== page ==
# Convergence of$\int_{0}^{+\infty}\frac{1}{\left(\log(x)\right)^{4\alpha}}\sin^2\left(\frac{1}{x^{\alpha}}\right)\,dx$

Study the convergence of the following integral as $\alpha >0$

$$\int_{0}^{+\infty}\frac{1}{\left(\log(x)\right)^{4\alpha}}\sin^2\left(\frac{1}{x^{\alpha}}\right)\,dx$$

We have to study the function in the neighbourhoods of $0$, $1$ and $+\infty$

As $x\to +\infty$ we have $f(x) = \mathcal{O}\left(\frac{1}{x^{2\alpha}\log^{4\alpha}(x)}\right)$, which converges as $\alpha>=\frac{1}{2}$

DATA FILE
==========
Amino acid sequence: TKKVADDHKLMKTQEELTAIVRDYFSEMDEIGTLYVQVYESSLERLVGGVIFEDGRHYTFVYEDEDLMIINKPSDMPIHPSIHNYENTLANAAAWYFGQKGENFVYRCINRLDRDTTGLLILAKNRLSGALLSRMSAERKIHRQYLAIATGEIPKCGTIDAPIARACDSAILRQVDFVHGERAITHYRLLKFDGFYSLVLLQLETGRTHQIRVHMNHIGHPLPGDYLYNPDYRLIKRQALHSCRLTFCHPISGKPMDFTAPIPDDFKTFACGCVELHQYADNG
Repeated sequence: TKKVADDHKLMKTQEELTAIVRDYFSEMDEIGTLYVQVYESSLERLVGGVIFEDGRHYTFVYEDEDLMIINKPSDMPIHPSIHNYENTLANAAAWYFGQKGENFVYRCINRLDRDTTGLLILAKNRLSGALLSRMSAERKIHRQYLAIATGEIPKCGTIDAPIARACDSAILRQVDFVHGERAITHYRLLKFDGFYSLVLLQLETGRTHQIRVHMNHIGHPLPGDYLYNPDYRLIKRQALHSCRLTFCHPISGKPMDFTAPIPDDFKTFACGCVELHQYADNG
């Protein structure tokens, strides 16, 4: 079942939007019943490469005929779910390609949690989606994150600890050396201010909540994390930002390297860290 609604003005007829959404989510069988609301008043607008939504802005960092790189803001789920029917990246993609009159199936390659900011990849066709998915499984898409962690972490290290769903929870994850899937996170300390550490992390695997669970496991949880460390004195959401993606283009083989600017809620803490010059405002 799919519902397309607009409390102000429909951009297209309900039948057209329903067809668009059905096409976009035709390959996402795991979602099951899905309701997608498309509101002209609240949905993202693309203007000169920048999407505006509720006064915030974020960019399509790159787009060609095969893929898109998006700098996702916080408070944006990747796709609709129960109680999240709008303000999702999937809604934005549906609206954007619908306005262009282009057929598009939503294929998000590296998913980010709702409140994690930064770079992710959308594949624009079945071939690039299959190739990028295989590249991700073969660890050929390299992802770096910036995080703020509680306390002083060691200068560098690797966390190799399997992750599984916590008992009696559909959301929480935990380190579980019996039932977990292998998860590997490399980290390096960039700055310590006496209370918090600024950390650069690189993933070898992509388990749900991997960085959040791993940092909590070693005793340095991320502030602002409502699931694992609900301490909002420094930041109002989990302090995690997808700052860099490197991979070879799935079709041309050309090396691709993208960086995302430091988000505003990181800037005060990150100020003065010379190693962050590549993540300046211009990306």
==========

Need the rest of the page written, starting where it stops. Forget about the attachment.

How to handle this function in the neighbourhoods of $0$ and $1$? In the first case could Abel-Dirichlet work? I am not sure that $\sin^2\left(\frac{1}{x}\right)$ has a bounded primitive

Observe that, as $x \to 1$, $$\frac{1}{\left(\log(x)\right)^{4\alpha}} \sim \frac{1}{\left(1-x\right)^{4\alpha}}$$ giving a convergence of the integral iff $$\alpha < \frac14$$ which is in contradiction with $$\alpha \ge \frac12.$$ The given integral never converges.
• As $x \to 1$, $$\frac{1}{\left(\log(x)\right)^{4\alpha}}\sin^2\left(\frac{1}{x^{\alpha}}\right) \sim \frac{\sin^2(1)}{\left(1-x\right)^{4\alpha}}$$ with $\sin^2(1) \ne 0$. Aug 19 '18 at 20:55